GREENVILLE — When “Sleepless in Seattle” premiered in theaters across America in 1993, the romantic comedy, starring Tom Hanks and Meg Ryan, inspired a generation to consider the age-old question of star-crossed, fated love; a tale of two strangers (named Sam and Annie) who, upon meeting by chance, find themselves “perfectly matched” as a result of some not-so-perfect life circumstances.
The movie ends with Sam and Annie romantically holding hands atop the Empire State Building, as Jimmy Durante’s gruff voice croons of the importance of love and “making just one someone happy.”
While this cinematic moment is a heartfelt tribute to Valentine’s Day, February 14th has an checkered history, steeped in pagan lore, Christian legend, and artful tradition.
The origin of Valentine’s Day can be traced back to the ancient pagan celebration of Lupercalia, a fertility festival dedicated to the horned Roman god of agriculture, Faunus, as well as Romulus and Remus, the twin founders of Rome. Occurring annually on the “Ides of February” (13-15), the festival was also known as Dies Februatus (after ritual instruments of purification, called februa) and allegedly fended off evil spirits, releasing fertility to inhabitants of the city.
A later Christian legend contends that in third century Rome, the Emperor Claudius II (known as Claudius the Cruel) outlawed marriage for young men because he required more soldiers to carry out Rome’s military campaigns. Valentine, a priest (perhaps, even, a bishop) recognized the injustice of the decree, and secretly performed marriages for young couples, in defiance of imperial law. When Valentine’s “treason” was discovered, Claudius ordered that he be beaten with clubs and beheaded, and his mandate was carried out on Feb. 14, 270 A.D. One romantic version of the story alludes to a jailer’s daughter befriending the priest, who, upon his death, discovered a final note signed, “from your Valentine.”
In 496, Pope Gelasius I discouraged non-Christian ritual feasts by declaring Feb. 14 as “St. Valentine’s Day.” In spite of this effort, it was commonly believed throughout the Middle Ages that Feb. 14 was the beginning of bird-mating season, and a sign of good luck for love and fertility. Even the famed English poet, Geoffrey Chaucer, commented upon this phenomenon in his poem, Parliament of Fowls, in 1375. The oldest known “valentine” note was written by Charles, Duke of Orleans, to his wife after the Battle of Agincourt, in 1415, while imprisoned in the Tower of London. By the end of the 18th century, it was common for friends and lovers to exchange small tokens of affection or handwritten notes, especially on Valentine’s Day.
In the early 1700s, Americans colonists brought with them the old-world traditions of hand-made valentines. This art was perfected in the 1840s, when Esther A. Howland began selling homemade valentines made with ornate lace, ribbons and colorful “scrap” images. By 1900, innovations in print technology allowed mass-produced cards to replace handwritten letters.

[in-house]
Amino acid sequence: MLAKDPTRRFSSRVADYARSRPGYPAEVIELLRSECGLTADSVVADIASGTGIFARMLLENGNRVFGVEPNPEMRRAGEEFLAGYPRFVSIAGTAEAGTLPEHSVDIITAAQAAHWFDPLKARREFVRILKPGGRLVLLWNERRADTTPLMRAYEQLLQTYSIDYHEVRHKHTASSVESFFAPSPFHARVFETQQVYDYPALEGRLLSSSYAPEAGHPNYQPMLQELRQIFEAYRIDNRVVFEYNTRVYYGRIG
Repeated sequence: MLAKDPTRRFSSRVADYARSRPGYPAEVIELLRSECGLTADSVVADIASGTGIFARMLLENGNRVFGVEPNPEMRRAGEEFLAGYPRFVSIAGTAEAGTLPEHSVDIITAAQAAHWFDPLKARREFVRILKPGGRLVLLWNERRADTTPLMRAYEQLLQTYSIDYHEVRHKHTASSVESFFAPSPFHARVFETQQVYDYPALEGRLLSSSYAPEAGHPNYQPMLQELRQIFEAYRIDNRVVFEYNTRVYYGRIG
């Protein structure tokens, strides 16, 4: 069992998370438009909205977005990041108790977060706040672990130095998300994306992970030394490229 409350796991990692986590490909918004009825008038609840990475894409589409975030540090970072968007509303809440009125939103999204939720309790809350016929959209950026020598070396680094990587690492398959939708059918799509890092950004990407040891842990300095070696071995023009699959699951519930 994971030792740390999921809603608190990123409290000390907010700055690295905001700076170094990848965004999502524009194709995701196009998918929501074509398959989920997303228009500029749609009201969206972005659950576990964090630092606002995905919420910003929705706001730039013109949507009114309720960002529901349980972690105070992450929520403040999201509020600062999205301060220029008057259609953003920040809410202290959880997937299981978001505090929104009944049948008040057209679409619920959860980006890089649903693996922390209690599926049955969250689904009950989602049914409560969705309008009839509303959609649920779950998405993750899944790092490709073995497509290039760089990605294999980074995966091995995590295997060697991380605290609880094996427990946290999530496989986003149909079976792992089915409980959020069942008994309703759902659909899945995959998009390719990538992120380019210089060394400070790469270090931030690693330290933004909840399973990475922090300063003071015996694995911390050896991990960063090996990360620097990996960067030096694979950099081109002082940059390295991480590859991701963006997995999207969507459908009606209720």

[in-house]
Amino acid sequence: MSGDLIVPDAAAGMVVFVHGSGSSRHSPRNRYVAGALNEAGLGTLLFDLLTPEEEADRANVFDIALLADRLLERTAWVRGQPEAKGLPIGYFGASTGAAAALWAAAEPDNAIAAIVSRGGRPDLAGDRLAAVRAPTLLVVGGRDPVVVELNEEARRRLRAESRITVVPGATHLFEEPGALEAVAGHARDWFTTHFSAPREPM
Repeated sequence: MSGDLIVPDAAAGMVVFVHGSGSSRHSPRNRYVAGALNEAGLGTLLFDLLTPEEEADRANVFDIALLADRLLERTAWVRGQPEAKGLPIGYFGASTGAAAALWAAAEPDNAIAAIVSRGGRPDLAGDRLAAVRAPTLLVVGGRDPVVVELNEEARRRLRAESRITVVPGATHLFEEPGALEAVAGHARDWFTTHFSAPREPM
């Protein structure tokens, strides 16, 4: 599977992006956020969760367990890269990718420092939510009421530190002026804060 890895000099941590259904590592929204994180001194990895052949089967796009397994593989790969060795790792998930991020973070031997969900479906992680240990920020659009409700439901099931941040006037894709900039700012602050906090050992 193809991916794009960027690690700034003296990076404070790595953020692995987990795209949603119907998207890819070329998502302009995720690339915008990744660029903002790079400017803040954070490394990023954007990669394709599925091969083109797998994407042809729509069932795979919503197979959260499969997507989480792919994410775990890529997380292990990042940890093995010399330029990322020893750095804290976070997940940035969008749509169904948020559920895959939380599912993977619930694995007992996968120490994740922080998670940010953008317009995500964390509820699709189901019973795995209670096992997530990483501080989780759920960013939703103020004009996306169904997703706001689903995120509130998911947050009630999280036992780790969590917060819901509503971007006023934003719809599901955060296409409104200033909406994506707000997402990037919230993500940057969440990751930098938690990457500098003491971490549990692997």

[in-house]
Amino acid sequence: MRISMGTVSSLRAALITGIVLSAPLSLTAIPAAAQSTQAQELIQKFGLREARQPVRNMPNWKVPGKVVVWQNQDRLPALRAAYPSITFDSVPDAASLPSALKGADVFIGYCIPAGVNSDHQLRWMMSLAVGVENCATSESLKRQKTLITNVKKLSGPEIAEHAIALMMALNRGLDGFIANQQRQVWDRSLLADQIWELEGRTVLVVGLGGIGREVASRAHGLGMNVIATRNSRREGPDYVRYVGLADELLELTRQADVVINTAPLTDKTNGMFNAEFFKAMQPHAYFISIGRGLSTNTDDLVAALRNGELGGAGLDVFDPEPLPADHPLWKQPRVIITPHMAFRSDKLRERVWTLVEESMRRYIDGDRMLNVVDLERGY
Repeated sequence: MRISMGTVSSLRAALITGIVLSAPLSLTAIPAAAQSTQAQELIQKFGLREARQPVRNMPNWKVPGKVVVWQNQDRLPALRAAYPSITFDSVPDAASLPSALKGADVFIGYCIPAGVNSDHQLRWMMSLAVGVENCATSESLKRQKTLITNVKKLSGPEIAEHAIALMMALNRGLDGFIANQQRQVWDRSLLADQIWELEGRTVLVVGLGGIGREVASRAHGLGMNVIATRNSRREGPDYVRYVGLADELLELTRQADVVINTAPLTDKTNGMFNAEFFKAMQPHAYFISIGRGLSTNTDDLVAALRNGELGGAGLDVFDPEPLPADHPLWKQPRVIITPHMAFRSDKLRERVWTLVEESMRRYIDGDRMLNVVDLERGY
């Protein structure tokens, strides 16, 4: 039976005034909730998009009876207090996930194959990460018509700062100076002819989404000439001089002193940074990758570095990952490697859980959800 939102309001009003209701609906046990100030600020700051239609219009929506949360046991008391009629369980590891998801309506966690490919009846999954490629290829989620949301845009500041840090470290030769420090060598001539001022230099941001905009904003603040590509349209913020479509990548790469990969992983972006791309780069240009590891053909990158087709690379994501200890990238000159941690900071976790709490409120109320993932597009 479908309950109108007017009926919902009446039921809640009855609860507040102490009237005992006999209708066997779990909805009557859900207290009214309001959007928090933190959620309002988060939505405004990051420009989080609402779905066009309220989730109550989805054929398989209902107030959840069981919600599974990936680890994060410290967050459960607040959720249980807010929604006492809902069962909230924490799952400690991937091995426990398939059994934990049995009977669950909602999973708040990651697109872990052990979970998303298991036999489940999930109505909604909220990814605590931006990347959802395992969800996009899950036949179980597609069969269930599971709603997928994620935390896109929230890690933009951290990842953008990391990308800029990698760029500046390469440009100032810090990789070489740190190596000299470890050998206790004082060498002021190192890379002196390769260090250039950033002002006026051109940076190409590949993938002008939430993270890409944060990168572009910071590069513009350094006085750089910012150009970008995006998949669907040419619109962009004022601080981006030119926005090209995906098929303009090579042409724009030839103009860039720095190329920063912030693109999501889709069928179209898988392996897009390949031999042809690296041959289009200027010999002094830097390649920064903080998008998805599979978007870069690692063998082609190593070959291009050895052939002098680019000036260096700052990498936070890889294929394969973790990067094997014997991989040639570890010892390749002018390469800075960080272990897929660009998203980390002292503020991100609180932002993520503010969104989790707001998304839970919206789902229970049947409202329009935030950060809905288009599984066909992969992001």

Although 145 million Valentine’s Day cards are sent each year (surpassed only by Christmas), other Valentine’s Day gift traditions emerged . For centuries, flowers have been used to convey intentions of love and marriage from the sender to his or her intended, especially on Valentine’s Day. King Charles II of Sweden studied the oriental language of flowers, known as Selam, after spending 5 years of exile in Turkey; upon his return in 1715, he “spoke” the language of love and affection through the symbolism of bouquets of flowers at court. Red roses were a particular favorite to express deep and abiding love. In 1861, Richard Cadbury started packaging chocolates in elaborate, heart-shaped boxes to increase his sales. Likewise, in 1847, Boston pharmacist Oliver Chase created the first candy hearts as sore-throat lozenges. By 1866, Chase and his brother, Daniel, perfected the lozenge by inventing a special “printer” made with vegetable dye, to convey sayings directly onto the lozenges, such as “be mine,” and “I love you.”
In spite of the COVID-19 pandemic, 6 million couples are likely to get engaged this year on Valentine’s Day 2021, and 5.4 million American households will give their pets a Valentine’s gift (or two). In addition, over 250 million roses will be grown for Valentine’s Day, and Americans will exchange 190 million greeting cards, with total spending expected to exceed $18.2 billion, according to the National Retail Federation.
Valentine’s Day is a sentimental journey which celebrates the personal story of a passionate hero, and the bonds of affection upon the human heart. No matter the card we choose to send or the item we choose to give, just remember that love, itself, is the most cherished and irreplaceable gift one can give or receive in any year.